We believe that the articles in this edition provide an excellent overview of the distinctive elements of the asset allocation decision – both the type of strategic, long-term asset allocation decisions that trustees, financial planners and investors have to make to achieve their long-term funding objectives and, the shorter term, tactical asset allocation decisions that are the hallmark of active balanced asset managers seeking outperformance over the immediate future.
This issue is dedicated to the complex task of understanding just what risk really means in the investment context. We’ve decided to tackle the problem on multiple levels. This edition spans the topic by providing articles that range from being highly accessible to the noninvestment layman, to highly informative for those readers trying to get a more comprehensive insight into the issues.
BENCHMARKS: shun them, hug them or race against them, they’re an indelible element of modern professional investment management. In this issue we’ve collected insights from throughout the industry to inform and challenge our views on benchmarking investment performance and its effect on manager selection and the investment process.
SAVING AND INVESTING are critical components of everybody’s longterm retirement planning and general wealth creation. As with any product we need to start with a clear understanding of whether the value of the strategy is compensated for by the cost.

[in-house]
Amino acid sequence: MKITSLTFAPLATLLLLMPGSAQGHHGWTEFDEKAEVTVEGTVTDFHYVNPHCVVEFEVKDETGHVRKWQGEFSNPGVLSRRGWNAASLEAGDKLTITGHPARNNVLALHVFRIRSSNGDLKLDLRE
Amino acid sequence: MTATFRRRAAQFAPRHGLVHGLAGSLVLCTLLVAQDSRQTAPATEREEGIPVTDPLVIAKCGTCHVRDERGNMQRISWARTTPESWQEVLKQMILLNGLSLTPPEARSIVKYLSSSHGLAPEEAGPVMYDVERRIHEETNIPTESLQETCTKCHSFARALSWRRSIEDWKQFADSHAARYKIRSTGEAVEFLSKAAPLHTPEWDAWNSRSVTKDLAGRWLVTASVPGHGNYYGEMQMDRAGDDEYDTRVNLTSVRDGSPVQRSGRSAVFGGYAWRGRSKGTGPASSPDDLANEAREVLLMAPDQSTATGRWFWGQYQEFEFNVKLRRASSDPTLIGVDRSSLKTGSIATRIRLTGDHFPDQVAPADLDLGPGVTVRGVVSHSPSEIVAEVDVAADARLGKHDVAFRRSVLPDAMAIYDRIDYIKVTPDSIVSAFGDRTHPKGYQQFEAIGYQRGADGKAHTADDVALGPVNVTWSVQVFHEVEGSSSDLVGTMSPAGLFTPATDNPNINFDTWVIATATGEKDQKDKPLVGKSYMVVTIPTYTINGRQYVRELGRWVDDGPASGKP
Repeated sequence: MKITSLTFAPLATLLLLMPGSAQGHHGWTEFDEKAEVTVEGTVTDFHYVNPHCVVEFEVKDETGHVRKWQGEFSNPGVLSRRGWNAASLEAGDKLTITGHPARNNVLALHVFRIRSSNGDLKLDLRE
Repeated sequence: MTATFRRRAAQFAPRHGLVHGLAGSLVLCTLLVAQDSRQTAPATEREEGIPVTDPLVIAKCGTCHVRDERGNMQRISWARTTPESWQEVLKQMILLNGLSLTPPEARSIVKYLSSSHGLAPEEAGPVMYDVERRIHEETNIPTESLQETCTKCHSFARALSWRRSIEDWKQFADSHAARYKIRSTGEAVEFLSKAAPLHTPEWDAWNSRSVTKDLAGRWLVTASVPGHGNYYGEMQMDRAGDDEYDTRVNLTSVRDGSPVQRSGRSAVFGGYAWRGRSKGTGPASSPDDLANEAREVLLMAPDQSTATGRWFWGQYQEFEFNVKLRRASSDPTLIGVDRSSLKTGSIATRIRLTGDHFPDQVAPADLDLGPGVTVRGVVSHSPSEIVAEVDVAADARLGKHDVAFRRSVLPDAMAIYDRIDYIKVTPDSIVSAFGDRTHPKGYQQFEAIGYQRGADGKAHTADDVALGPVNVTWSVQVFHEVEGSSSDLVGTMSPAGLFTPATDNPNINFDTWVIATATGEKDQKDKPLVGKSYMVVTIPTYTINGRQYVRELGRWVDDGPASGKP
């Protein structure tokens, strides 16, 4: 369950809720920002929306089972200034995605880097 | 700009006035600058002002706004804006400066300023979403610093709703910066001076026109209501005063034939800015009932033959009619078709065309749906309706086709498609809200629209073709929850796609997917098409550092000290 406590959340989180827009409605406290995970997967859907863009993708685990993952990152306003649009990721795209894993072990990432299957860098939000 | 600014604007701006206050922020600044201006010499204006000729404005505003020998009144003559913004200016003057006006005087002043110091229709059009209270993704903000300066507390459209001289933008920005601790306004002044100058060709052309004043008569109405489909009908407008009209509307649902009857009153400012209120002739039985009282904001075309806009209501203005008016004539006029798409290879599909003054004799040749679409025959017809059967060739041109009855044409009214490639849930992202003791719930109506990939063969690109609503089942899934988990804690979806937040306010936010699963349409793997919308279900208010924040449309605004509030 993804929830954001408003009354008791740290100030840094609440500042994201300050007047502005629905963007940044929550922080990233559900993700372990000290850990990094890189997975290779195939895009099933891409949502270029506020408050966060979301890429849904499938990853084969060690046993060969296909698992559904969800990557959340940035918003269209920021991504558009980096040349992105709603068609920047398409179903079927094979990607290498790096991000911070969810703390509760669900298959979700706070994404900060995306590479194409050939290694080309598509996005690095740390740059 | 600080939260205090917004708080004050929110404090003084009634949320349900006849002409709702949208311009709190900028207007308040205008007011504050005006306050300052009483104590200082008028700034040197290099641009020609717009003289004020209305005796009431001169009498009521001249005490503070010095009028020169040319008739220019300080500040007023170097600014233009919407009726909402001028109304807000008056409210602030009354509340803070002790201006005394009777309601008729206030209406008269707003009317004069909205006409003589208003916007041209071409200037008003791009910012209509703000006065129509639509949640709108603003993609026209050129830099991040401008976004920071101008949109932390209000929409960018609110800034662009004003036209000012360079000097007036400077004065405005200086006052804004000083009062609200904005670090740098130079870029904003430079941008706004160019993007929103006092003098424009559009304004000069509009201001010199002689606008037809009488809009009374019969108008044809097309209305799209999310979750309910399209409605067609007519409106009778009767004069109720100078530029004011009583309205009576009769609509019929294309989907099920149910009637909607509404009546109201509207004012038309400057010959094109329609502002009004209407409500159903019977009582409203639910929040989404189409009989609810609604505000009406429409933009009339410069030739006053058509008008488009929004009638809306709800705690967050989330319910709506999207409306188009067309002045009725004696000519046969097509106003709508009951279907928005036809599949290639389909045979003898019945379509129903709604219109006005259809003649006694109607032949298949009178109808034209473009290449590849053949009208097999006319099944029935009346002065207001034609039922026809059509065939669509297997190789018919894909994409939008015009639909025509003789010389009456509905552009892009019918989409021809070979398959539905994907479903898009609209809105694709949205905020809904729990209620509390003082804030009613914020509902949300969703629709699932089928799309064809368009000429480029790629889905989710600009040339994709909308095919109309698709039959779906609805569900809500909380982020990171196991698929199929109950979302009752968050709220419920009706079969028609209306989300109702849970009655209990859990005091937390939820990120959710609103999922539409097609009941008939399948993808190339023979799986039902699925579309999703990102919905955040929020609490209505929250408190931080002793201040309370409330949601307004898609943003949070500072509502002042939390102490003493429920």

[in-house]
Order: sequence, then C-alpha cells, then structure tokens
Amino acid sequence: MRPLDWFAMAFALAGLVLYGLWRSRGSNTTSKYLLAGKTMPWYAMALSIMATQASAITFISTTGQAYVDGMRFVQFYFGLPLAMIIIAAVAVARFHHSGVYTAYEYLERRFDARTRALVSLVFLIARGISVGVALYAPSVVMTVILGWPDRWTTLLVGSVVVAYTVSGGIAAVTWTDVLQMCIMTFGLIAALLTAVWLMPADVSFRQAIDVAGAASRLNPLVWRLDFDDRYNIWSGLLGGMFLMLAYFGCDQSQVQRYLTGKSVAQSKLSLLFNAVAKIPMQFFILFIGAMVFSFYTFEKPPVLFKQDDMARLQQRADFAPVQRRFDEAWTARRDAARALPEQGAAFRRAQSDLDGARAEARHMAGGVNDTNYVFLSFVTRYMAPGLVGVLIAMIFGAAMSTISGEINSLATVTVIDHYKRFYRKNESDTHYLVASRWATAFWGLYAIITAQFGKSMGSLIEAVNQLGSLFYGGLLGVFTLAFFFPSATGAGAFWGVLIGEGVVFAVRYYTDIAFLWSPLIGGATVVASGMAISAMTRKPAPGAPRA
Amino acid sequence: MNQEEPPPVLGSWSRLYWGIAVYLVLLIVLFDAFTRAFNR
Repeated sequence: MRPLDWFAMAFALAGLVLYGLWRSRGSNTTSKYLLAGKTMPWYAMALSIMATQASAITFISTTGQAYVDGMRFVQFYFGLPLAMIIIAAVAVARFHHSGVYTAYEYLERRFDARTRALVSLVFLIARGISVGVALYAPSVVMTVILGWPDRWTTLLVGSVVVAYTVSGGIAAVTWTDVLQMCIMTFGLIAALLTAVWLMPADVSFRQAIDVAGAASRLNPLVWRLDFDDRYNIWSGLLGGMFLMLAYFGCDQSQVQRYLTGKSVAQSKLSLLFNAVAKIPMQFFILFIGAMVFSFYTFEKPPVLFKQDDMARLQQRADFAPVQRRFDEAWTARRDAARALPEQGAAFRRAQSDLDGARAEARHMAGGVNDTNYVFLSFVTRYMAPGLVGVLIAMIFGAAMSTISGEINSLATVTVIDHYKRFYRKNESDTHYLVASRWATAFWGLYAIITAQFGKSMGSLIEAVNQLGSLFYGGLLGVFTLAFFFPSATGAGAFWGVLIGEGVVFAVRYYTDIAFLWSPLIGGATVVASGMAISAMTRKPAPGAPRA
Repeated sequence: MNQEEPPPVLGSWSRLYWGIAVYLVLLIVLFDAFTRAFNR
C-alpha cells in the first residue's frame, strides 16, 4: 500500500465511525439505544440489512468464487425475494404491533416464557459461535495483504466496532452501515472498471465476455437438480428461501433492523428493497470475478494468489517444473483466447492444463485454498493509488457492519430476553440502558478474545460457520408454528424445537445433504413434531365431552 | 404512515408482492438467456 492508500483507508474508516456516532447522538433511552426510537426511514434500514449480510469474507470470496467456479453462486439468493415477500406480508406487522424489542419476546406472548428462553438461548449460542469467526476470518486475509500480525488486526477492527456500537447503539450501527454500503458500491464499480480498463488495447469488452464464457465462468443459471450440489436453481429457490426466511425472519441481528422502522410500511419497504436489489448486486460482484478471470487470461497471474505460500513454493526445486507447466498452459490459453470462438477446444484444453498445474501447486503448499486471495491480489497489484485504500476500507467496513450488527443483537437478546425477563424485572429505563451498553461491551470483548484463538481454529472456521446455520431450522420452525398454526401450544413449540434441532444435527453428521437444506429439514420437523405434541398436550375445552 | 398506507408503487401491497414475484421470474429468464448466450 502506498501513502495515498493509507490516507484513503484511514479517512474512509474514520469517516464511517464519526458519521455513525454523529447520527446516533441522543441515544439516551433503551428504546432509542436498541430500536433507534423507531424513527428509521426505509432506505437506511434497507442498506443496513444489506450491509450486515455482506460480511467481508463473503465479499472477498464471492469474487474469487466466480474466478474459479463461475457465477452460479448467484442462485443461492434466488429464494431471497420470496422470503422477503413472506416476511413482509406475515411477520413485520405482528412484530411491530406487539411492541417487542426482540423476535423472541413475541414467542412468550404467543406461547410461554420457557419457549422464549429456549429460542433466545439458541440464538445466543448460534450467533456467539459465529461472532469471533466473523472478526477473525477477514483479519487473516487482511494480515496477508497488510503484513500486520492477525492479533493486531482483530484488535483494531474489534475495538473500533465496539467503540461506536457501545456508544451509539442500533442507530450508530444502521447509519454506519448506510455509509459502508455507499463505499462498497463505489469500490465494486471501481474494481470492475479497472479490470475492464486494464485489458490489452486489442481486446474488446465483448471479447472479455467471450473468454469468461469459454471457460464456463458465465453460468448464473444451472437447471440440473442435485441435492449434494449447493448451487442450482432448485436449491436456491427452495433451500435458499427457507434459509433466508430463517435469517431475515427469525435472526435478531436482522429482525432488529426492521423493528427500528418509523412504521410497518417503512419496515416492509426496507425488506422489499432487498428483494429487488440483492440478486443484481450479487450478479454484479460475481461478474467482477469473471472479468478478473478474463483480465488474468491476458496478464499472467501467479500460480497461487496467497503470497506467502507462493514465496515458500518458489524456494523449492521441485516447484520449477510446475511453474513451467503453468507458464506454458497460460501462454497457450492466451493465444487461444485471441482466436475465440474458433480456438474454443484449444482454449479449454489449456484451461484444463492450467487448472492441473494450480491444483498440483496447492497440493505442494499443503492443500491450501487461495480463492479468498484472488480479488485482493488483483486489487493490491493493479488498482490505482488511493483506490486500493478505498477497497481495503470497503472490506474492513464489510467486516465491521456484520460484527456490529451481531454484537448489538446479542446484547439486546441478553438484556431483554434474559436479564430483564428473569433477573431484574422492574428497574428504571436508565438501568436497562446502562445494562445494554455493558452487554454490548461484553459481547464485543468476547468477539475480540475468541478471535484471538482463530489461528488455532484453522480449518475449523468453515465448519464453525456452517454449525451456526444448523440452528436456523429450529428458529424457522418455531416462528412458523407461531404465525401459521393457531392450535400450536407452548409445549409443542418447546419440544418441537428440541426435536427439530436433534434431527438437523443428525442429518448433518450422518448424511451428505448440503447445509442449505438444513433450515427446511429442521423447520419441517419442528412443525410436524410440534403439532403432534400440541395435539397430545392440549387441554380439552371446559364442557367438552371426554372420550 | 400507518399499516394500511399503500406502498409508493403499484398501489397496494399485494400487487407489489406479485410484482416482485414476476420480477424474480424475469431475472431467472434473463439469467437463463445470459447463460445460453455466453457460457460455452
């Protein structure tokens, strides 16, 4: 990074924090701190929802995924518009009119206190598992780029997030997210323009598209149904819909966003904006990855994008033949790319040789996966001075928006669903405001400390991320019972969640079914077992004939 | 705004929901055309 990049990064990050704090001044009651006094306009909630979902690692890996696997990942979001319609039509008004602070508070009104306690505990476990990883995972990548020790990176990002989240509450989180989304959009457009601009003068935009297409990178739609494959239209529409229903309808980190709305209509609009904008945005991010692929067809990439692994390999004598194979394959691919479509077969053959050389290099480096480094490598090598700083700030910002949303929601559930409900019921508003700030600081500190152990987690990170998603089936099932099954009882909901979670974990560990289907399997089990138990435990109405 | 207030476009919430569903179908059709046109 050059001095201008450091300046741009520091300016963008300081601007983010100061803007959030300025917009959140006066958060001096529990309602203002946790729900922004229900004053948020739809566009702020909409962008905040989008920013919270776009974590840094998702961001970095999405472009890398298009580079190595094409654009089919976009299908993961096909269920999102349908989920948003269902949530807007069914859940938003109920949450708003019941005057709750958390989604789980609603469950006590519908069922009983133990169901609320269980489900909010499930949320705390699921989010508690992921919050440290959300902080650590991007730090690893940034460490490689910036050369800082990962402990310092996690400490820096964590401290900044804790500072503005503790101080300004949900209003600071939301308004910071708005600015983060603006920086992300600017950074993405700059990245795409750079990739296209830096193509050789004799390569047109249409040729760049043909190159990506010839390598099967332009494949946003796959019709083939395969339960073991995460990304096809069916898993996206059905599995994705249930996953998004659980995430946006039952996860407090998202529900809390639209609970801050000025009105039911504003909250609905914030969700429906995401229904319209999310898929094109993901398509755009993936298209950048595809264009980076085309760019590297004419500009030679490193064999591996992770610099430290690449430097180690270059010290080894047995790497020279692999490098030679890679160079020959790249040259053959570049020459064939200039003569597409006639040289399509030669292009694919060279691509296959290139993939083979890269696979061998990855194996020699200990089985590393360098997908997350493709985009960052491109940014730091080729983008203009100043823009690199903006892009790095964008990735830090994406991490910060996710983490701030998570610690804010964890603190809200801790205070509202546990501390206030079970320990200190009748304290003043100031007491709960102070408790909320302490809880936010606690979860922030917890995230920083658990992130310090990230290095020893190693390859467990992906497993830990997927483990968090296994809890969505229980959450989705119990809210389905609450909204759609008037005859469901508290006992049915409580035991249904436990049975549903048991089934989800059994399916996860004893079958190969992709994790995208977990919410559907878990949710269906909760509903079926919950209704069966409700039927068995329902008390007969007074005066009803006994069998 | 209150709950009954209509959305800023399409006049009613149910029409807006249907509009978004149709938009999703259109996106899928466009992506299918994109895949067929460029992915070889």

Our natural impulse is to assume that past performance indicates manager skill. We are told this is wrong. In fact - it often provides very different, but still important insights. This article highlights how big the disconnect can be between performance and an assessment of manager skill.
While this edition of Collective Insights was our very first, it still contains some nuggets of wisdom about the dynamics between investing and the actual economy. The connection between economics and investing seems obvious, at least at one level.
Stock markets were traditionally a venue for companies to raise money to finance growth. But the number of listed companies has collapsed in many parts of the western world, suggesting that markets perform this function less and less. Easier access to alternative sources of financing alongside the increased cost and hassle of a public listing are all partly to blame.
There’s a story that warrants telling to the millions of South Africans who are exposed directly or indirectly (through their retirement funds) to the asset management industry. Today we take for granted the quality of asset management that guides the over two to three trillion in assets under professional investment management in our country.
A good compromise, a good piece of legislation, is like a good sentence; or a good piece of music. Everybody can recognise it. They say: “Huh, it works. It makes sense.” Barack Obama. Will the spate of new regulation really make the world a safer place for investors in the aftermath of the global financial meltdown? This is the dilemma facing financial markets and players worldwide.